January 4, 2021—With the passage of the “Consolidated Appropriations Act, 2021,” the National Conference of CPA Practitioners (NCCPAP), a national organization of small and mid-sized CPA practices, working with other organizations, can claim a major victory for business owners/taxpayers. After the CARES Act was passed in March, the Internal Revenue Service (IRS) came out with a notice stating that their position with regard to the Paycheck Protection Program (PPP) was that if a business received funding through PPP and it was forgiven by the Small Business Administration (SBA), then the deductions that such funding was used for would be disallowed for income tax purposes. This was directly opposite to the position that was intended by Congress when they passed the CARES Act, which was demonstrated by several attempts at legislation in both chambers of Congress to reverse the IRS position prior to this most recent bill’s passing.
While NCCPAP leadership sent letters to the U.S. Department of the Treasury, IRS, SBA and Congressional leadership on the House Ways and Means Committee and Senate Committee on Finance requesting that they take action on this, NCCPAP members wrote personal pleas to their state representatives in Congress, both in the House and Senate. This truly was “NCCPAP in Action”, especially since the organization whose members go to Capitol Hill every spring, was unable to do so this year because of COVID. In working with other organizations, including the American Institute of Certified Public Accountants (AICPA), this letter writing campaign was made by thousands of tax specialists. And this unified voice was heard.
Included in this legislation is the provision that all expenses paid for by PPP funds are now fully deductible. We want to thank the members of Congress for taking the concerns of the practitioner community into consideration and including this provision in the legislation.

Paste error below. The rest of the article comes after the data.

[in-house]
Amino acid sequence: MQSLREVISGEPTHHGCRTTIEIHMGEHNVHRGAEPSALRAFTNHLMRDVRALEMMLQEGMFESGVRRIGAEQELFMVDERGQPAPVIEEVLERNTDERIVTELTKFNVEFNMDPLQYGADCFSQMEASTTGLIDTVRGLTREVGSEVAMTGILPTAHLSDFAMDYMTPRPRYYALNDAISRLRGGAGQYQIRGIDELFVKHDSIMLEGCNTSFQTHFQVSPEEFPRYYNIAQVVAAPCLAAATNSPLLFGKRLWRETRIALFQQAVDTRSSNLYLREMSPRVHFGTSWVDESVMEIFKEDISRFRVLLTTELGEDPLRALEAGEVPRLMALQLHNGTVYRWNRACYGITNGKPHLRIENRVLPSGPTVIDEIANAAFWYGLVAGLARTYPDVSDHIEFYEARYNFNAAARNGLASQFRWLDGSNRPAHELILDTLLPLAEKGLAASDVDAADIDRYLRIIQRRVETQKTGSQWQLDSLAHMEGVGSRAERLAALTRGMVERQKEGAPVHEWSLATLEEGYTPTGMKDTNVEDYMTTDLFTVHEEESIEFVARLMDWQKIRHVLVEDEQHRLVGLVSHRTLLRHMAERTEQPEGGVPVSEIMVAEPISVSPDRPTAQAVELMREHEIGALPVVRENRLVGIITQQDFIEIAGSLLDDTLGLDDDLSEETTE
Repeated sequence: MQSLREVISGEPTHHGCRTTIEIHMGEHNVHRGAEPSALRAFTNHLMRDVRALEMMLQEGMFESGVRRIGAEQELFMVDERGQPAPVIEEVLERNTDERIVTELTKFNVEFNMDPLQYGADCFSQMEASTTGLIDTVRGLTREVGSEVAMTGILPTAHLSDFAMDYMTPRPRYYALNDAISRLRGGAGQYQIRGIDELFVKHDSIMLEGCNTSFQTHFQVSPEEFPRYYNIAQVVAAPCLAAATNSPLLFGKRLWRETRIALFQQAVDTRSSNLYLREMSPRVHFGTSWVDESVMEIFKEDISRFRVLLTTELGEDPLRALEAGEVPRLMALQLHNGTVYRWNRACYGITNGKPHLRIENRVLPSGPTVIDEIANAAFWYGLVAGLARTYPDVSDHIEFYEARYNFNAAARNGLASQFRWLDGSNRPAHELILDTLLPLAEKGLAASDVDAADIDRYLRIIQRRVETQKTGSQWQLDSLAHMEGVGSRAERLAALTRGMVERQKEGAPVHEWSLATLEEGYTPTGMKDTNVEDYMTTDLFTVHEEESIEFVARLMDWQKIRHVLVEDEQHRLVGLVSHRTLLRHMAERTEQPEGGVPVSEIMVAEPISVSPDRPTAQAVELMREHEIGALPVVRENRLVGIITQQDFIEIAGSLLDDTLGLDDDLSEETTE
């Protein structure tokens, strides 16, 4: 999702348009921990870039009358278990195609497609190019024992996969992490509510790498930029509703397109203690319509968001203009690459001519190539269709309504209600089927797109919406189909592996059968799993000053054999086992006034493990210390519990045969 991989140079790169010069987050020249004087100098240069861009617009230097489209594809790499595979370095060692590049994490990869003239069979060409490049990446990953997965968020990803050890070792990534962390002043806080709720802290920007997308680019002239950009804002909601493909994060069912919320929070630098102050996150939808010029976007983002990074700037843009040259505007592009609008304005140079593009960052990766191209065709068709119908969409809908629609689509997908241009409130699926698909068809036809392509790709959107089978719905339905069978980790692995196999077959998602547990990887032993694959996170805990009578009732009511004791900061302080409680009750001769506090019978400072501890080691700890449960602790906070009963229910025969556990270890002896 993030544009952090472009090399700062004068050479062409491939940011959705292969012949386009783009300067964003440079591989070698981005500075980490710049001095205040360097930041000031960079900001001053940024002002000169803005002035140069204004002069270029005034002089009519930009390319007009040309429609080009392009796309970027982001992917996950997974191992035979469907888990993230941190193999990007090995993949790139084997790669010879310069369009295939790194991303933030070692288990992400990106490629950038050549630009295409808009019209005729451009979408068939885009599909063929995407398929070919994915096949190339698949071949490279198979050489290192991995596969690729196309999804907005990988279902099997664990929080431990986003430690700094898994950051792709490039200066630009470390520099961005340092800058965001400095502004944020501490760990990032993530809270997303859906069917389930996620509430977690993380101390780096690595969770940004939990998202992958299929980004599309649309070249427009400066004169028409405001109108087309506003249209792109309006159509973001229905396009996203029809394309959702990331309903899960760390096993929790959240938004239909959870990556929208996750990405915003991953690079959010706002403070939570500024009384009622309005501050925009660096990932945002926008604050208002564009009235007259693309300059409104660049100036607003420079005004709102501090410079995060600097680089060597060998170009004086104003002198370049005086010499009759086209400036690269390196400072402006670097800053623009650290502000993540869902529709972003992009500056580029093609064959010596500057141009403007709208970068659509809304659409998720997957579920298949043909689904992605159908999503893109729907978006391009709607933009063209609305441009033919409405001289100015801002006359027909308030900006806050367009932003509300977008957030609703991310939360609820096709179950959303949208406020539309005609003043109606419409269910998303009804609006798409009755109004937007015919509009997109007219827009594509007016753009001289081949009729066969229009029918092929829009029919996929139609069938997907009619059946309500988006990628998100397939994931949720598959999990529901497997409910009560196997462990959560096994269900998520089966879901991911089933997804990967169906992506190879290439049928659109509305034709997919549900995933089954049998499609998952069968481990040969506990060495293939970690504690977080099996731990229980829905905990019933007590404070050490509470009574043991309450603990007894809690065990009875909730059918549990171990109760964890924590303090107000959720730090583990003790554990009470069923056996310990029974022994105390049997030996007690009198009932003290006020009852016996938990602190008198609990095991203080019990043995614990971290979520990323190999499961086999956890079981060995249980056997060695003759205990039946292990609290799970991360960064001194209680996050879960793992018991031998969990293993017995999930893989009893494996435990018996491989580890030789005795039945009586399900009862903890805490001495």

However, this is not the end of the battle. Some states and localities have taken the position that PPP funding is taxable income to the business and must be reported as such. Despite the fact that the CARES Act considered these funds as non-taxable, many states are considering them otherwise. Practitioners should now consider contacting their State Representatives on this matter, reminding them that the spirit of the CARES Act was to help the owners of small businesses. By taxing these funds, it puts a further burden on the business owners, many of whom have been barely able to survive the pandemic, by now requiring them to have the funds necessary for a large state tax liability.
It’s time to take action, once again, on behalf of small business and taxpayers. We urge members of the CPA profession to contact representatives in their states where the potential increase in the tax burden may be a hardship.
The National Conference of CPA Practitioners (NCCPAP) is a professional organization comprised of Certified Public Accountants practicing in the United States. In addition to serving as a forum for education, networking, and community impact, NCCPAP also advocates for its clients. NCCPAP influences tax administration and tax policy by regularly meeting with Internal Revenue Service representatives, state taxing authorities, and elected officials. NCCPAP members represent over one million businesses and individual clients. The organization is headquartered in Woodbury, NY. For more information visit, www.NCCPAP.org.